Perhaps an even better strategy is to just snuff out the bait immediately by not even acknowledging it. This way you don’t give it any oxygen at all to ignite by not giving it any legitimacy whatsoever. How does this work? Let’s use an example as illustration. Let’s suppose your partner is feeling a little frustrated at work and wants to take out his/her aggression on you. Let’s also suppose they come home hungry and the fridge is empty. You’ve also had a busy day and did not have time to go food shopping. Instead of ordering in or suggesting to go shopping together, your partner aggressively says to you “How come you never do anything around the house?” (even if you usually do).  What is going on here is that they are not simply reacting to the fact that there is literally no food in the fridge, but rather feeling hostile and not in control due to frustrations at work and looking for an explosive element to allow them to take their hostility out on you and so feel a stronger sense of control again. If you say something like “What do you mean I never do anything, I do more than you!” then you are working within their “frame” and playing right into their hands, feeding the fire until it becomes an explosive situation.  Instead, you can change the frame by bringing attention to their true motives (as mentioned above) by saying “I realize you are trying to bait me, and it’s not going to work”, or even better still, you can ignore the frame entirely and not acknowledge it at all. In that case, you would not even respond at all to the accusation “you never do anything around the house” and instead create your own frame by saying “let’s order in” or “let’s go out and go food shopping.” Or you may entirely ignore the entire subject and talk about something else entirely (especially pleasant) like plans for the weekend or something like that.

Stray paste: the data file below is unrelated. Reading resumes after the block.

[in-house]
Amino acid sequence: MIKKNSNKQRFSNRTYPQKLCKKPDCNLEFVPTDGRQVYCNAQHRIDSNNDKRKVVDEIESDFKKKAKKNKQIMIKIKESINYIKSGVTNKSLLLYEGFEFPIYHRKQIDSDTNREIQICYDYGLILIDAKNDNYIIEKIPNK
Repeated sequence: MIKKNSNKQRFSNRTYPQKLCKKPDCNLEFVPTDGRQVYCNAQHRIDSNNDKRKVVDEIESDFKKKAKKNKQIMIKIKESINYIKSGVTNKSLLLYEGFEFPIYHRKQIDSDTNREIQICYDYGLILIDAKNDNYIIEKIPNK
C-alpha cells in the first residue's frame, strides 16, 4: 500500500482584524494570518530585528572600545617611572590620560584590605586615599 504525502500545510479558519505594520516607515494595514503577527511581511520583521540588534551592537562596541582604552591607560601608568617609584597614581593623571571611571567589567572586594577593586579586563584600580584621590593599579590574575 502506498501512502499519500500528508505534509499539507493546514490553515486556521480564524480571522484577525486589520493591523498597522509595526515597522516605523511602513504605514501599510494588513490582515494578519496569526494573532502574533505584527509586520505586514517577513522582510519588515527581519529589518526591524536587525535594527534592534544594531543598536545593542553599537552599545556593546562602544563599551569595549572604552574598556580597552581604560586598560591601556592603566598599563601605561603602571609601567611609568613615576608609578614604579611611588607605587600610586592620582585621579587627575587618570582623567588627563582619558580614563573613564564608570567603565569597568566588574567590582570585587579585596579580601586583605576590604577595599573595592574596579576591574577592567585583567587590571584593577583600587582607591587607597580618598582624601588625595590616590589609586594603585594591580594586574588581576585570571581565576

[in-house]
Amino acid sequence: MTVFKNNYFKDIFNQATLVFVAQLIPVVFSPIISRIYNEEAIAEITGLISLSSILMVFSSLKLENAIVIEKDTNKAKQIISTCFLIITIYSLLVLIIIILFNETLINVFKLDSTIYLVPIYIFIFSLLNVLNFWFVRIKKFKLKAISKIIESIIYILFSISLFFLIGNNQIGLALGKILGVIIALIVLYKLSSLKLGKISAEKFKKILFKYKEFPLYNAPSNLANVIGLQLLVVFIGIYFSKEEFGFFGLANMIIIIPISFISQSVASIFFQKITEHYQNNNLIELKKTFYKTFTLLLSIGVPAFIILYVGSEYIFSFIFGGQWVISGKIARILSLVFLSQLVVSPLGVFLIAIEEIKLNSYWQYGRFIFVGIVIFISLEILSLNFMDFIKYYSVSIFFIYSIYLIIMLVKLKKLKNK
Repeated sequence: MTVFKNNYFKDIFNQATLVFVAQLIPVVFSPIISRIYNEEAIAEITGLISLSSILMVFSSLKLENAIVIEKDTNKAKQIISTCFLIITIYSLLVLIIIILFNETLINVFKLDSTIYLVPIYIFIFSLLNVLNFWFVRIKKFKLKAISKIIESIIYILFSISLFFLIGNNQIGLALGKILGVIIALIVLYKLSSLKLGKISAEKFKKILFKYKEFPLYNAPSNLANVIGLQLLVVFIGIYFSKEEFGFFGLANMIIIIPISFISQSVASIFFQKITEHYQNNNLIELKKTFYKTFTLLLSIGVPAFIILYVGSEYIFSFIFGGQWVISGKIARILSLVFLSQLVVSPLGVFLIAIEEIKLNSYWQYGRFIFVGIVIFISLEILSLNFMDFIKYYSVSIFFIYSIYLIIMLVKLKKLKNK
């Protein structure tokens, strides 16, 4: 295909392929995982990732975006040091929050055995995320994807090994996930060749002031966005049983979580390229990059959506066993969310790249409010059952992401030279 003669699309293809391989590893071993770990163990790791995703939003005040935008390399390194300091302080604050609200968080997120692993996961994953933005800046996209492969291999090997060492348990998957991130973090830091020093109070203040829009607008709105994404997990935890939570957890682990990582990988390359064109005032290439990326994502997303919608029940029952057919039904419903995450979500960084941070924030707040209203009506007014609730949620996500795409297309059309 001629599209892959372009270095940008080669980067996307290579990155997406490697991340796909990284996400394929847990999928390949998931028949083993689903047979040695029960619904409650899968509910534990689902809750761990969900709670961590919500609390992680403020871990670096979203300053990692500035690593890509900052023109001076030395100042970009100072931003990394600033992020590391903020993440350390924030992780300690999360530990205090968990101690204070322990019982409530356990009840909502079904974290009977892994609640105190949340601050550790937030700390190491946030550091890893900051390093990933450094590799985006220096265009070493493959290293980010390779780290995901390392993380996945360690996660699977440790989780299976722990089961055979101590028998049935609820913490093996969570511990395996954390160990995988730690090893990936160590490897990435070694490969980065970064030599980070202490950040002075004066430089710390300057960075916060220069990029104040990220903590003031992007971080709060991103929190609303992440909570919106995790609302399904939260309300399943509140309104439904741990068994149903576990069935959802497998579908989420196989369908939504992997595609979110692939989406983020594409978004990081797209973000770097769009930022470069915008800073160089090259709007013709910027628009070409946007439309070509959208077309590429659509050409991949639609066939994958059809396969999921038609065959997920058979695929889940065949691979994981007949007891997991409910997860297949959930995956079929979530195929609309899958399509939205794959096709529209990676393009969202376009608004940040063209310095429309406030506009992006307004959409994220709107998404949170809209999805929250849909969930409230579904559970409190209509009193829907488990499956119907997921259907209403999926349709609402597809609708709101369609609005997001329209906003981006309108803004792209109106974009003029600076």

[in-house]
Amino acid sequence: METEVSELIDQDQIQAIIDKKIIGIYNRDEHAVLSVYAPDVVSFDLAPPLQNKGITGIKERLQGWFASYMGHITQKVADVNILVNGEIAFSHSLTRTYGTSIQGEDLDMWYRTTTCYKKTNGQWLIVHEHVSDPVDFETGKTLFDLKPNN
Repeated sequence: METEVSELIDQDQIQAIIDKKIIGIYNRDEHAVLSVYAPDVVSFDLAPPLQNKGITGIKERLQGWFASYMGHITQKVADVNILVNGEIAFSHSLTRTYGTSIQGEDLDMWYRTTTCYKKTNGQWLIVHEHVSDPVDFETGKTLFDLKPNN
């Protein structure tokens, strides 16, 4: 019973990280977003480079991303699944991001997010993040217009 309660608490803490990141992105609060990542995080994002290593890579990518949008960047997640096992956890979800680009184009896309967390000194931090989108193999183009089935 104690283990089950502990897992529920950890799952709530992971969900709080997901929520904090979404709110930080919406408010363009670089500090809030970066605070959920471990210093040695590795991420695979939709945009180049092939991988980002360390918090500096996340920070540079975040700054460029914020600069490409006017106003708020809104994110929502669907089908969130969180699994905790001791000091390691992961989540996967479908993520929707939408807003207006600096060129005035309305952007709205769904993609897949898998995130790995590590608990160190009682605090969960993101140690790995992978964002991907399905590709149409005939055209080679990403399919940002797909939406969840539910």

The important thing to remember is that you are not obligated to respond to anything that bothers you, especially a bait.  Remember to keep the conversation civil and positive and recognize a bait when you see it. When it comes hurtling your way, remember to keep the conversation framed on your terms. The easiest way to destroy a bait is to snuff it out before it has a chance to explode by depriving it of oxygen. In this case, the old adage applies- “Silence is golden.”

2 Responses »

  1. I feel that the way you respond to your partner’s baiting seems to ignore her emotions. She might only want to express her frustrations and pent-up emotions. The way you ignore and try to block her way to express may only accumulate her emotions or make her feel you’re not respecting her feelings. You may stop an argument, but it doesn’t seem to be good for an open and respectful relationship.

  2. This is great advice. However when a partner cant stop baiting there needs to be third party intervention